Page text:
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How far would you say that the novel is not so much about Brighton as about Heaven and Hell?

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How far would you say that the novel is not so much about Brighton as about Heaven and Hell? The choice of Brighton as a setting in the novel 'Brighton Rock' proves to be a well-drawn pitch for the action; for its atmosphere of constant bustle and goings on; for its close alignment with Pinkie and also as a metaphorical device for depicting the eternal realities of heaven and hell. Although the writer goes into detail about place names in the town (he mentions the Palace Pier, Montpellier road, the West Pier and the racetrack) the specific setting of Brighton appears to have little significance, as it could be any seaside town - "yesterday Southend, today Brighton, tomorrow..." Greene's opening description of Brighton appears to be quite vulgar and this is represented through Hale's eyes, distancing himself from the bank holiday crowd he likens it to a "twisted piece of wire," uncoiling "endlessly past him." Hale removes all identity from the crowd, which appears only to exist as a collective to which individuals are surrendered. "With immense labour and immense patience they extricated from the long day the grain of pleasure" Greene indicates here how the crowd almost force themselves into a sense of enjoyment, as if this is the only diversion they know, Greene focuses on the extensive promenades and piers with amusements, sideshows and kiosks. ...read more.


Although he has run and separated himself from his past in Paradise Place, the irony of his crimes is that, by silencing Rose, she leads him back to the slums he came from. When Pinkie returns to the poor area from which he came, he and the reader are confronted with the squalid detail of Nelson's Place and Paradise Piece. Although Pinkie despises these areas of Brighton, Green provides us with an insight into his mind: "This was his territory, a few thousand acres of houses, a narrow peninsula of electrified track running to London, two or three railway stations with their buffets and buns." Pinkie is the opposite of the travelled Dallow, to whom he says "I'd feel a stranger away from here...I suppose I'm real Brighton." Pinkie's idea of hell on earth is best demonstrated after his marriage to Rose, the vulgar domestic and sexual routines he had hitherto tried to evade have trapped him and he is left, in his mind, with only one escape route - to kill Rose. Before Pinkie visits Prewitt he envisions the kind of world described in Faustus and the horror of his present situation - "Now it was as if he was damned already and there was nothing more to fear ever again. ...read more.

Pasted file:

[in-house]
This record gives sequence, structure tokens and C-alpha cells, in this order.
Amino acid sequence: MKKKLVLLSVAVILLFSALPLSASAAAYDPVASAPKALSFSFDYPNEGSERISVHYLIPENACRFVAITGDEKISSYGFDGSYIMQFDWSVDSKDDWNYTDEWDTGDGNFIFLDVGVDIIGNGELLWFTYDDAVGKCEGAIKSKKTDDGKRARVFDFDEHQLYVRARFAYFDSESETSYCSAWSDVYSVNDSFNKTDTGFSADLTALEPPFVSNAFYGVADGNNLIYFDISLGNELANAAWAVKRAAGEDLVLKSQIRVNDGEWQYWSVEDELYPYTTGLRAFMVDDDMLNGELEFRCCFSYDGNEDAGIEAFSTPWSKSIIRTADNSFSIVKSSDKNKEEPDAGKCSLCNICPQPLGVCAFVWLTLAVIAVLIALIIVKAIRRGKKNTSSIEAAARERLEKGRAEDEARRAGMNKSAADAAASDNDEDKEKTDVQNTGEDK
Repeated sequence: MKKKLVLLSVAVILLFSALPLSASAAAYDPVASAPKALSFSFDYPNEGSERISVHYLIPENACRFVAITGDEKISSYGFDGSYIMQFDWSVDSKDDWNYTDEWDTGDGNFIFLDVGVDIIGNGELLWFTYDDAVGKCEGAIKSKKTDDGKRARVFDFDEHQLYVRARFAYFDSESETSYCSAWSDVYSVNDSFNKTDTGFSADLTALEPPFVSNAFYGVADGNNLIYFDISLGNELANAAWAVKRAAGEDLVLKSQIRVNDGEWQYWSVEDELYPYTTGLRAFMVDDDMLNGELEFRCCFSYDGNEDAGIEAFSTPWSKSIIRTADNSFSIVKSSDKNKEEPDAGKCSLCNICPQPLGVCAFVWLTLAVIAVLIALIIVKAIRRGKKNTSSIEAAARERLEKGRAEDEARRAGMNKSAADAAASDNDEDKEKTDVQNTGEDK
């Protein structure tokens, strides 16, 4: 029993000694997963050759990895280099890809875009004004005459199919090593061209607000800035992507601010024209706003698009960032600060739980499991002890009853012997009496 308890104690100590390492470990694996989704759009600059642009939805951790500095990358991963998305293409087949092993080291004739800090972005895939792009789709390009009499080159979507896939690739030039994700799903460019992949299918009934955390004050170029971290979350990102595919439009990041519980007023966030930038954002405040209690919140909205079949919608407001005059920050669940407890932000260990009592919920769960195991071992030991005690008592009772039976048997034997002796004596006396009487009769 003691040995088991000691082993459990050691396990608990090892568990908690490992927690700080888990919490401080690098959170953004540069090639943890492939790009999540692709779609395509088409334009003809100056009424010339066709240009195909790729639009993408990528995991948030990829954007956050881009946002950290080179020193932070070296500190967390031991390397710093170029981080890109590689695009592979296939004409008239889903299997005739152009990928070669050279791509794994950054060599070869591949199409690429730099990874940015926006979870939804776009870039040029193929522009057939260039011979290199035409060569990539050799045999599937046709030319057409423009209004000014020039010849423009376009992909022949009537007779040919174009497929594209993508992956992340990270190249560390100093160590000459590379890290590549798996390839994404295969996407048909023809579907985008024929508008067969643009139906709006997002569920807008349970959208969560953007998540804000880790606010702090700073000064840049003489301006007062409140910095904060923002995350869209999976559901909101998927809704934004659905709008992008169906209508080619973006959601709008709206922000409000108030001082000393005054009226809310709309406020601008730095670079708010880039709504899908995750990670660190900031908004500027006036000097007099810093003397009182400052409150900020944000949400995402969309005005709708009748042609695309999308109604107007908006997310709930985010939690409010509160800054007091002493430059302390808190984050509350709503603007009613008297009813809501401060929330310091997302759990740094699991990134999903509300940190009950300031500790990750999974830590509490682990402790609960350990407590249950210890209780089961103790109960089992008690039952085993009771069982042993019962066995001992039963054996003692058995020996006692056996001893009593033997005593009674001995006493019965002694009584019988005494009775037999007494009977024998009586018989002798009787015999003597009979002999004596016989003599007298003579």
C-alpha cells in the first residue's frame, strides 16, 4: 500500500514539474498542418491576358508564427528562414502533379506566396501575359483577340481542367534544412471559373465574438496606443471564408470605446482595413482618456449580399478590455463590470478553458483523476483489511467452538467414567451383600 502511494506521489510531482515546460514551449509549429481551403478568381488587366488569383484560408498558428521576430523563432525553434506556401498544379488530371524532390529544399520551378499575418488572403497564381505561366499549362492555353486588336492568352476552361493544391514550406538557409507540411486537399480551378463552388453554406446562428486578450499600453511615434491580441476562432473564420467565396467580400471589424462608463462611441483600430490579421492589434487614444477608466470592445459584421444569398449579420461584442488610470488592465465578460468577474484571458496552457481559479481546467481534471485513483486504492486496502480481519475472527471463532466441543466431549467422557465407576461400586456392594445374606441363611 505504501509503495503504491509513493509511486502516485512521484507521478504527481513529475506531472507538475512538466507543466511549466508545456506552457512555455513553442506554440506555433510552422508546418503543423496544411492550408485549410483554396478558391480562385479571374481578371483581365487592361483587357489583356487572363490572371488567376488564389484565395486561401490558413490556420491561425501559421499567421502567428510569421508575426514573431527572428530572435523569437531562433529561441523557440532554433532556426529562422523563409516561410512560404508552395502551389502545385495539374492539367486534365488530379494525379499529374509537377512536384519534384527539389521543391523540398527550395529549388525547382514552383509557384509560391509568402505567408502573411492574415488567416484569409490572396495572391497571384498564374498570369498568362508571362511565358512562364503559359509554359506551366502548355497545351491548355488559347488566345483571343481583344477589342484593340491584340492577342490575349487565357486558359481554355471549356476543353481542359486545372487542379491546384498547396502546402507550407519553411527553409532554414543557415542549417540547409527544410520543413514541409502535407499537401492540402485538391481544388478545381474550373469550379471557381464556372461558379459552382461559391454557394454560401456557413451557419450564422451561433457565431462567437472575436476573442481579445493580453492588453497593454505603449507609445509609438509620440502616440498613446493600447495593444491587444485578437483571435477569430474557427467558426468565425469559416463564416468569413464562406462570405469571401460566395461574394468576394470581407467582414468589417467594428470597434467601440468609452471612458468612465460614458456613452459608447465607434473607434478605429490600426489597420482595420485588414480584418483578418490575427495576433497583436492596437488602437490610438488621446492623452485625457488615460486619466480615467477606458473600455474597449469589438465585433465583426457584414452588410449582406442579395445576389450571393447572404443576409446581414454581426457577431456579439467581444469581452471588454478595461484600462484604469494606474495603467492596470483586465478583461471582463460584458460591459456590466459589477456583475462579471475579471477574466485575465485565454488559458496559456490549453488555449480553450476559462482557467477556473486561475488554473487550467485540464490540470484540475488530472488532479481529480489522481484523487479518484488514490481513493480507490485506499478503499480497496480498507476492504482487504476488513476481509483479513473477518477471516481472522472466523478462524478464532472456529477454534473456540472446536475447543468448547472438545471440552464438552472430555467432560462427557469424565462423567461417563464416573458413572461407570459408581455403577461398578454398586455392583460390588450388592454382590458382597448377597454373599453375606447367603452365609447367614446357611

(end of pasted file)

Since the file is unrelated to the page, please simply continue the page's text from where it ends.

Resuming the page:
The final conclusion of the novel suggests otherwise however as Rose walks "towards the greatest horror of all" - discovering that all the while Pinkie hated her. This ending suggests that neither Pinkie nor Ida's version of life was correct, there is a suggestion though that Pinkie didn't hate Rose like he showed on the outside, when the talk of "tenderness" stirring is introduced the author hints at his real feelings. The irony is however; Rose will never know this. Brighton provides the reader with an analogy for the potential for damnation and reprieve and a famous symbol of Brighton (and the book's title), Ida uses Brighton Rock, as a parallel for human nature. In response to Rose's desperate plea of "people change, he's changed" Ida replies: "Oh no they don't... I've never changed. I'm like them sticks of Brighton rock, bite all the way down and it still reads Brighton. That's human nature." In the case of Pinkie, Ida would stand to be correct although this is a very fatalistic view suggesting that repentance is impossible and only people who have begun good stay good. This would imply that whether one is saved or damned by God depends on what he has determined in advance to be one's character. ...read more.

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